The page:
The roads in Sheffield are in a terrible state of repair, and in places resemble the belgian pave used for accelerated ageing by motor vehicle manufacturers during testing. Typically 2,000 miles of belgian pave represents 50,000 miles of "normal" use.
I myself had to replace all the bushes, balljoints, springs, and dampers on my own (used but by no means broken when I moved here) MX5 within the 8,000 miles of living and commuting in Sheffield. My new motrorcycle bleow out the fork seals twice within 250 miles of city use, due to generally poor road surfaces rather than any large potholes. (since sold, and looking for an off-road bike) My housemate's brand new Suzuki Swift has been back to the dealer multiple times for wheelbearings and balljoints within the first 3yr/60,000 mile warranty period. My kidneys and my brain tell me that this is no co-incidence, but the City Council disagrees.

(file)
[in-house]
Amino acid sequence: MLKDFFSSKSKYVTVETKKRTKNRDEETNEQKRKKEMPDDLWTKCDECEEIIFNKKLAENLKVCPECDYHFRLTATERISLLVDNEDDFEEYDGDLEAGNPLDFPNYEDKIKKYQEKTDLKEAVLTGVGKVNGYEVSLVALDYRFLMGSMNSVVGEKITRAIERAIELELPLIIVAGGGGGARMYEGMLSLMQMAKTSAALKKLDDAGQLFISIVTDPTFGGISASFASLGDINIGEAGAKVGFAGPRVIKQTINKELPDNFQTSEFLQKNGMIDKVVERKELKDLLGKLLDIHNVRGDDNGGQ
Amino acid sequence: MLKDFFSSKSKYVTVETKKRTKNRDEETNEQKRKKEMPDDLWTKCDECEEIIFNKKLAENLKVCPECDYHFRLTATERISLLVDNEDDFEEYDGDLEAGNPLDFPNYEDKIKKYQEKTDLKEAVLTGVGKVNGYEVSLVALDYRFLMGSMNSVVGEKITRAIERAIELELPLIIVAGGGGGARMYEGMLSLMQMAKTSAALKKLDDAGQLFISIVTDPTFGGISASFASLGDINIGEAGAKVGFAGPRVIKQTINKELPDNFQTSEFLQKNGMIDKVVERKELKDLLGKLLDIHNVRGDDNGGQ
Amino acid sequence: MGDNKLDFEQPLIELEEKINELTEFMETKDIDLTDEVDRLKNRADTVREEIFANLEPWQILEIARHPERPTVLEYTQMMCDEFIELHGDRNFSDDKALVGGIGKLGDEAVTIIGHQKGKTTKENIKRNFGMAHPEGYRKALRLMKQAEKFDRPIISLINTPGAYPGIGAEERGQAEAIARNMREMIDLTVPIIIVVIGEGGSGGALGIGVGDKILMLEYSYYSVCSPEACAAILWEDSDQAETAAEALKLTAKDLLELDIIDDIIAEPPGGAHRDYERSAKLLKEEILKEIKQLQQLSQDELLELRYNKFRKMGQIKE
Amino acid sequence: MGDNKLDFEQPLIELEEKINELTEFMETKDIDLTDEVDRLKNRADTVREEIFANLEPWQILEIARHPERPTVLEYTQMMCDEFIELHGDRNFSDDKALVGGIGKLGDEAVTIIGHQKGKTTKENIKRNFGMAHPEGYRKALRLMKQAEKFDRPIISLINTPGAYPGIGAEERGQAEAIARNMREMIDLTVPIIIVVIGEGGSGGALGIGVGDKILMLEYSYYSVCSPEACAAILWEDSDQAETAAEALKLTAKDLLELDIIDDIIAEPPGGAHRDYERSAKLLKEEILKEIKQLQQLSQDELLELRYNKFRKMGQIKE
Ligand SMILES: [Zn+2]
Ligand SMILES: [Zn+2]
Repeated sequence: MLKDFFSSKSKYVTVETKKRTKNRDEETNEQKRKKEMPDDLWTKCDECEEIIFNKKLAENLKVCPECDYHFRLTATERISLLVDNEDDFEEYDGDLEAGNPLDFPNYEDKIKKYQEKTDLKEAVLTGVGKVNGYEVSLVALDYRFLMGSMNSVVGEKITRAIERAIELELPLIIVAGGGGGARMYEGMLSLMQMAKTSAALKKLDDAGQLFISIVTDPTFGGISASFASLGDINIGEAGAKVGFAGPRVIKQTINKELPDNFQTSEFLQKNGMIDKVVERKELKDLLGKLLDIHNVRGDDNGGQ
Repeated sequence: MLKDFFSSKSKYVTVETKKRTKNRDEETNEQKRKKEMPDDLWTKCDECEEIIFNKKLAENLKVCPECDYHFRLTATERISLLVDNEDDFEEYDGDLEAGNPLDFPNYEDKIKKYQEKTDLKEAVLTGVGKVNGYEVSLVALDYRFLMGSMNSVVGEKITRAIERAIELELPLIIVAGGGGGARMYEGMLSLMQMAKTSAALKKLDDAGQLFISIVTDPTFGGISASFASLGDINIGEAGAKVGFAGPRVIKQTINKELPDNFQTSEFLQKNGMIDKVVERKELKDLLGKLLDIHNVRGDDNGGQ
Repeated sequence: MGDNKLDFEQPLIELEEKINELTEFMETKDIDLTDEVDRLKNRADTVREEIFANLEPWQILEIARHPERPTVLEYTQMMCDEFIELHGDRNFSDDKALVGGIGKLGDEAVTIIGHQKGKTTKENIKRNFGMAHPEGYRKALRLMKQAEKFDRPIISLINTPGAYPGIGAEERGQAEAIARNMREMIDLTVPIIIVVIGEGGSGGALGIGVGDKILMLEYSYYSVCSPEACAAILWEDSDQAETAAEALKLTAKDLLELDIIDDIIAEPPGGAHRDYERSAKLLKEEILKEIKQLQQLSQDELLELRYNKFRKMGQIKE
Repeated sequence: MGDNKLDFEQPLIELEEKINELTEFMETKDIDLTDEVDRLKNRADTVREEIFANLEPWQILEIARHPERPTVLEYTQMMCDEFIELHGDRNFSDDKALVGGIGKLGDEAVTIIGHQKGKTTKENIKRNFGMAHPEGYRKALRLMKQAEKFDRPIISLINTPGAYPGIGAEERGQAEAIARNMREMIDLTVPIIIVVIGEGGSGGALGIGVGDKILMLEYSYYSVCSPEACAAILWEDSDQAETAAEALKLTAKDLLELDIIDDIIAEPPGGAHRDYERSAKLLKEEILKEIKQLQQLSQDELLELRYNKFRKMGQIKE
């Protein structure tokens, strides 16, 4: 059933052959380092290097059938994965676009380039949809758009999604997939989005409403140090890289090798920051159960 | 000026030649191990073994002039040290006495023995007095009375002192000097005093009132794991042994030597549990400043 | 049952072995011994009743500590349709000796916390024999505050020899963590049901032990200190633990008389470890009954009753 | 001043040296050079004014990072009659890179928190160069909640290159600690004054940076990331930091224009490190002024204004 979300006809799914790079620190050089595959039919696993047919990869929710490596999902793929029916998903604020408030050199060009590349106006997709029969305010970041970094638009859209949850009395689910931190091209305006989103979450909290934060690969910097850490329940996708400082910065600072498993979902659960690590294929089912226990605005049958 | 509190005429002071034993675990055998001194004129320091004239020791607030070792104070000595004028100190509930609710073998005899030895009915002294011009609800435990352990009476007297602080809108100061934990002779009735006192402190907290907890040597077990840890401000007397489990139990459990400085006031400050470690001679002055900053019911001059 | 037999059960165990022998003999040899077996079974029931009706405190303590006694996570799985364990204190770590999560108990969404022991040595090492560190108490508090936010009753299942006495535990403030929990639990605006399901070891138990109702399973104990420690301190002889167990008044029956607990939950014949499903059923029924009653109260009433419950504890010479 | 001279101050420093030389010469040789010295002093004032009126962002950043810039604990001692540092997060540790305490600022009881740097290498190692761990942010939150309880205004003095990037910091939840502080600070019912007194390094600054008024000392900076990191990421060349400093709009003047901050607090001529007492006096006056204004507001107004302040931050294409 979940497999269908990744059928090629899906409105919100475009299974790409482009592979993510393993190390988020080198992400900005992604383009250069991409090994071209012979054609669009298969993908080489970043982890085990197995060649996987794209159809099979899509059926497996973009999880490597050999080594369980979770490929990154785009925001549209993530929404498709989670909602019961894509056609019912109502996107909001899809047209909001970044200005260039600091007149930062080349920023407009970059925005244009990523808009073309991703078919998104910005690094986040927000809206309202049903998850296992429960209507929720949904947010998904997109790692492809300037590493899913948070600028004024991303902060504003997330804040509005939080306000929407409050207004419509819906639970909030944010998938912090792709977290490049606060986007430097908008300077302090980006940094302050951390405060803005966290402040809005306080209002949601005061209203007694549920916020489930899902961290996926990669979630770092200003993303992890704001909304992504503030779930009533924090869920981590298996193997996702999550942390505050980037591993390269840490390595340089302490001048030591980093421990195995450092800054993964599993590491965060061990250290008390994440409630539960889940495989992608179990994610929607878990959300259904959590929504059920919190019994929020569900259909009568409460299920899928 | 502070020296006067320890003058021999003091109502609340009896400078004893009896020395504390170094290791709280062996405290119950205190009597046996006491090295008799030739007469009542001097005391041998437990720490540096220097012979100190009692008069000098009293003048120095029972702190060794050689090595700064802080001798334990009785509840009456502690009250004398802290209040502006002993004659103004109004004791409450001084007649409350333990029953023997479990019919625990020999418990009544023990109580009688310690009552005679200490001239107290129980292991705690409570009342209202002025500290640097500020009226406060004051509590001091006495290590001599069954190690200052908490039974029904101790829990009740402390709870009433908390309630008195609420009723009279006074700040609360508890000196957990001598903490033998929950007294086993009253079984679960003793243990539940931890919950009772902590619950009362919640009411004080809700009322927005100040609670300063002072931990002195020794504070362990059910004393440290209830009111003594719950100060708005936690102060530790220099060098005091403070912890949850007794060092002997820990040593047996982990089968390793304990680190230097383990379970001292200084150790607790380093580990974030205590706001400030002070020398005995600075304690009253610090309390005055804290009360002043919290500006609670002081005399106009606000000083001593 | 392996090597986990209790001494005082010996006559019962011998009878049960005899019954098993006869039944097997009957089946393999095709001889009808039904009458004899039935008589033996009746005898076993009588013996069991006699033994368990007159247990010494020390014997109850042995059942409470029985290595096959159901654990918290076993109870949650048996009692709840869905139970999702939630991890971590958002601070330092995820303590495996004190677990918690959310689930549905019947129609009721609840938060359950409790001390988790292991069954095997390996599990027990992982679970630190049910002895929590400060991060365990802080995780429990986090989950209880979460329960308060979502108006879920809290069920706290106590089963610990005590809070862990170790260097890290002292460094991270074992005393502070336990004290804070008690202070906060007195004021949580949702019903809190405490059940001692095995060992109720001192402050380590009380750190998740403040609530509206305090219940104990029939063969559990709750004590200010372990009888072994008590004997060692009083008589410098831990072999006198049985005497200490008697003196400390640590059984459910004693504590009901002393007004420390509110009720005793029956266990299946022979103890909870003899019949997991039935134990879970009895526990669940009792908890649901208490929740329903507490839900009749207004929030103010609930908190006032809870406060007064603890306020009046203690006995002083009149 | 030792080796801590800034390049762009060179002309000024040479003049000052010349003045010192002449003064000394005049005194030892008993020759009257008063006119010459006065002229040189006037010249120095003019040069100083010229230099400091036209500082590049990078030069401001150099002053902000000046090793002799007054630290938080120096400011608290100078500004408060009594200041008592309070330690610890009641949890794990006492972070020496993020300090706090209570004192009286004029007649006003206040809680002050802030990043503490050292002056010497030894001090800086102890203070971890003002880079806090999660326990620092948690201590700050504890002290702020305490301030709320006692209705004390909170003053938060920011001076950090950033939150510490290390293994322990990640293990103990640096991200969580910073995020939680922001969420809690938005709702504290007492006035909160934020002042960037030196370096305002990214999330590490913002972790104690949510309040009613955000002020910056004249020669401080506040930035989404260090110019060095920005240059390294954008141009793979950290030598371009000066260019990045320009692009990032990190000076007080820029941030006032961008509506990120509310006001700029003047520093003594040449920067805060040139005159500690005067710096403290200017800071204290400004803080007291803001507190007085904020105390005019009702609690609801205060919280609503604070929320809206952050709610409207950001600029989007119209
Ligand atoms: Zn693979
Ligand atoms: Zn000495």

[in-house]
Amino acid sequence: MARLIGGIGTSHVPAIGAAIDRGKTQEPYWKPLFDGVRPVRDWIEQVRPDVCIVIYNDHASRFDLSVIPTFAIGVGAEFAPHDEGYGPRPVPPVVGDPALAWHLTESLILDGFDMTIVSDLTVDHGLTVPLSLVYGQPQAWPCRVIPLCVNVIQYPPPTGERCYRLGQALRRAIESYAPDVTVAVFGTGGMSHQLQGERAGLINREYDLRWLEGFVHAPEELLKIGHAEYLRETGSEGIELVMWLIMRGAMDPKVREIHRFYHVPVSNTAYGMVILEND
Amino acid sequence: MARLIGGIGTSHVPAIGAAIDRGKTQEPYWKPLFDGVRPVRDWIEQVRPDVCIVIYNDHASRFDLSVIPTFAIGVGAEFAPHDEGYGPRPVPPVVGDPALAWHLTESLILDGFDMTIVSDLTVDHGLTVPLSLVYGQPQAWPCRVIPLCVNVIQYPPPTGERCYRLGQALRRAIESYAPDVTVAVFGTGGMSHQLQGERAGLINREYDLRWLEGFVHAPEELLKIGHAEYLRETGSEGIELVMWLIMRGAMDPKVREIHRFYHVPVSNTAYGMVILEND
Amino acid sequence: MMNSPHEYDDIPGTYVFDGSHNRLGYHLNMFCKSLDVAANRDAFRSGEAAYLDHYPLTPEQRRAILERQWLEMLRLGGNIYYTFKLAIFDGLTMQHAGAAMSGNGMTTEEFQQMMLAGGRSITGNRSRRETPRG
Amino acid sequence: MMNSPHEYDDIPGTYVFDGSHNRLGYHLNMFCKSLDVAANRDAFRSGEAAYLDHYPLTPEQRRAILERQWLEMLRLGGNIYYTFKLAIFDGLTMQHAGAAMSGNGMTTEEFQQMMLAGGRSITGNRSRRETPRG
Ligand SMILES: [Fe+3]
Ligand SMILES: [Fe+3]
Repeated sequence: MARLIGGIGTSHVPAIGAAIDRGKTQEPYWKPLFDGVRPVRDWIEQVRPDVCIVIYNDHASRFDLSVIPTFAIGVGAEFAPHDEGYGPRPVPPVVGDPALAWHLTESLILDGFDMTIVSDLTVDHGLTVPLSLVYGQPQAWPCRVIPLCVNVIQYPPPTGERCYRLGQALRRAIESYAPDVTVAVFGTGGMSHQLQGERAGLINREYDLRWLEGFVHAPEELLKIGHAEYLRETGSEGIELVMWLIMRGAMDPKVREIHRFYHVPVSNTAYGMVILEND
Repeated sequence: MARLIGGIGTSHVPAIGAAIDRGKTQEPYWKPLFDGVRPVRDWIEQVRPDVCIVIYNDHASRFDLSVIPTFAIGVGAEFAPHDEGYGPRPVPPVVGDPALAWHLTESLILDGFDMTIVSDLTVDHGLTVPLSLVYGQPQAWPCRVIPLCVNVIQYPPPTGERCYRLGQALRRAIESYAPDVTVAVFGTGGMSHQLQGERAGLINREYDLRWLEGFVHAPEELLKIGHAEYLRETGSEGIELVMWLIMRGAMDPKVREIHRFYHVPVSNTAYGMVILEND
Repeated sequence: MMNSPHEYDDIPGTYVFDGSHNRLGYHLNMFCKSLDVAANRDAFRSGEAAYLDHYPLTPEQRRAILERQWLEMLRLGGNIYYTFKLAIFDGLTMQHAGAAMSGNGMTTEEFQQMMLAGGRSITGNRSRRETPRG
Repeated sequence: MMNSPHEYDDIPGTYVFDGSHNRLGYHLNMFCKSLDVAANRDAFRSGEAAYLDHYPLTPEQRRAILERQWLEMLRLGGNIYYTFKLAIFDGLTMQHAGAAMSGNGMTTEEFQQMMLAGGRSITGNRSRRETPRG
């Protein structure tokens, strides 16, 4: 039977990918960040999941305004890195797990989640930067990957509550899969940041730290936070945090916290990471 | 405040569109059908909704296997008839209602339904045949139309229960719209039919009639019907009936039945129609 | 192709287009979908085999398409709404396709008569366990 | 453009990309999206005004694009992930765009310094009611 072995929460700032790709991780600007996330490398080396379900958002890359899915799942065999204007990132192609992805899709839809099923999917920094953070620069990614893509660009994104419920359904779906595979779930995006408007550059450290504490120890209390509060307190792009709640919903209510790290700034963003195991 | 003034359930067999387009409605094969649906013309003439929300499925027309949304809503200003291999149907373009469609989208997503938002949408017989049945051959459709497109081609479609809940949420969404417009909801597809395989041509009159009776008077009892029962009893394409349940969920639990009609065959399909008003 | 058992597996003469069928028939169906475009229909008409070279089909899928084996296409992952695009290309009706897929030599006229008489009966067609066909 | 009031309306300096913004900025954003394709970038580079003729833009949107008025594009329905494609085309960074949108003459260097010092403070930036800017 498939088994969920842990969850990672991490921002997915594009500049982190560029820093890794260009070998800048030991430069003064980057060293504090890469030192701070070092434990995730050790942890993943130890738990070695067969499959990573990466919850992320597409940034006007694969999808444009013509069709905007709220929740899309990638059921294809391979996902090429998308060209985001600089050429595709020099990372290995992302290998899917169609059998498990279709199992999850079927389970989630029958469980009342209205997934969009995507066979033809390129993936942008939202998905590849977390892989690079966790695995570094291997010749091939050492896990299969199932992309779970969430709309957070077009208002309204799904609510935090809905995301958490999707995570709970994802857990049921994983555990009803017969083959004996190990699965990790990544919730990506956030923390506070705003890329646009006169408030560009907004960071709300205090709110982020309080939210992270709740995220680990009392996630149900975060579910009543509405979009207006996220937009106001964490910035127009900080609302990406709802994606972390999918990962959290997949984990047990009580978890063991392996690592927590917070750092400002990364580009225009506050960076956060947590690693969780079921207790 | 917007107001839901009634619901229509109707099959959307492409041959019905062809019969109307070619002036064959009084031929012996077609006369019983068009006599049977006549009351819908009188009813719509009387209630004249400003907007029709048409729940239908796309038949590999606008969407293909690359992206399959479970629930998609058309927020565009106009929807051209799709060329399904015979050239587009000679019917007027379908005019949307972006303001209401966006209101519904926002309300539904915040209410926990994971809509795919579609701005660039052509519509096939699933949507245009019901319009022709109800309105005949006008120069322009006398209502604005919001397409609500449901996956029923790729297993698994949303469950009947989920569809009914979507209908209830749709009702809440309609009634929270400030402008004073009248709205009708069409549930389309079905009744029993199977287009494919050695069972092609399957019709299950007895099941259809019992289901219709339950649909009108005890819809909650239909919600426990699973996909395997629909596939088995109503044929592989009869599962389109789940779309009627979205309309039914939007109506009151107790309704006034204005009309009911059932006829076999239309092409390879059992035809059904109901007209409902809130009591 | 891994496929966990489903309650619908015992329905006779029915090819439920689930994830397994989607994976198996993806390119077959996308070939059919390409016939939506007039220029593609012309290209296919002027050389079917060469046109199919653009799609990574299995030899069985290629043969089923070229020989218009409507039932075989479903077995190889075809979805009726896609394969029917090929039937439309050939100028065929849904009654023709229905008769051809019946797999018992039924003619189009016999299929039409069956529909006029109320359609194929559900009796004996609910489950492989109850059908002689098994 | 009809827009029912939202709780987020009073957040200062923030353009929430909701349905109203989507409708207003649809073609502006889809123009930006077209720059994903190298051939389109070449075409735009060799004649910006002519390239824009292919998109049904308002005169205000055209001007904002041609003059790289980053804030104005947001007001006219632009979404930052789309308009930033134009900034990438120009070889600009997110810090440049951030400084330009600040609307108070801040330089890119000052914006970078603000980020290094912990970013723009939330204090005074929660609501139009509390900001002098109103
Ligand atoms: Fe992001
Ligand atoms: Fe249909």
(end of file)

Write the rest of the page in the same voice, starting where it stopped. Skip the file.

I hypothesise that looking at MOT failure data for Sheffield versus say York, or better yet the west wales or the west country (where I know the roads to be in an adequate state of repair) will show a statistically significant difference in the proportion of steering and suspension failures. (keep it to bushes, balljoints, dampers, springs and other components directly affected by potholes - not gaiters and suchlike)
I would be particluarly interested in the data for buses and taxicabs, as these spend most of their lives in the city. Vehicles would want to be grouped by age/brand/segment so as to compare like with like (eg - no comparing farmer's 20 year old cavaliers with stockbrokers 3 year old bentleys)
This data could be used to support or refute the claim that Sheffield City Council has been negligent in their maintenance of the highways, or that they have squandered the rate-payers taxes inappropriately. The aim would obviously be to get the roads repaired to a state where they are no longer dangerous in themselves and no longer cause vehicles to become dangerous through damage.